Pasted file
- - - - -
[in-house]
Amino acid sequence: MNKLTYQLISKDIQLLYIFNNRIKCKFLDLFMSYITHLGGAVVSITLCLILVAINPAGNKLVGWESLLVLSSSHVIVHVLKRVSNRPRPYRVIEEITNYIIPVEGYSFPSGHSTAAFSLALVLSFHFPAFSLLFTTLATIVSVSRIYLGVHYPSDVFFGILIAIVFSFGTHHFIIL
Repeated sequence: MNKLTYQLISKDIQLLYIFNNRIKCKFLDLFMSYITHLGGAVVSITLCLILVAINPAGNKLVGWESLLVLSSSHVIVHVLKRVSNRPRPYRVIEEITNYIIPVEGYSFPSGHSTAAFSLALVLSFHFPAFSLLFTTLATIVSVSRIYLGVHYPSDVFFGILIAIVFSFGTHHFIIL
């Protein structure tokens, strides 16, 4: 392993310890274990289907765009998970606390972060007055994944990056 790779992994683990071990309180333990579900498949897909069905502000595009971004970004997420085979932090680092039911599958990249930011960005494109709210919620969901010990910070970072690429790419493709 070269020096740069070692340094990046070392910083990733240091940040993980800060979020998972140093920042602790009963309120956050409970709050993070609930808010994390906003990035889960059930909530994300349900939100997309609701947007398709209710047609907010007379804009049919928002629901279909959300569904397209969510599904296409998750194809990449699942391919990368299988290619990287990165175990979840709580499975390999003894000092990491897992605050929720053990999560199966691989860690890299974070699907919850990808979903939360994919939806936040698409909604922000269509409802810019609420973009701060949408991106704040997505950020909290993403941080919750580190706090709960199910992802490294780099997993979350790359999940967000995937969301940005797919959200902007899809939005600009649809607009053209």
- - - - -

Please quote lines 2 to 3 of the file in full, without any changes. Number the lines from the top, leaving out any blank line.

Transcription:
Amino acid sequence: MNKLTYQLISKDIQLLYIFNNRIKCKFLDLFMSYITHLGGAVVSITLCLILVAINPAGNKLVGWESLLVLSSSHVIVHVLKRVSNRPRPYRVIEEITNYIIPVEGYSFPSGHSTAAFSLALVLSFHFPAFSLLFTTLATIVSVSRIYLGVHYPSDVFFGILIAIVFSFGTHHFIIL
Repeated sequence: MNKLTYQLISKDIQLLYIFNNRIKCKFLDLFMSYITHLGGAVVSITLCLILVAINPAGNKLVGWESLLVLSSSHVIVHVLKRVSNRPRPYRVIEEITNYIIPVEGYSFPSGHSTAAFSLALVLSFHFPAFSLLFTTLATIVSVSRIYLGVHYPSDVFFGILIAIVFSFGTHHFIIL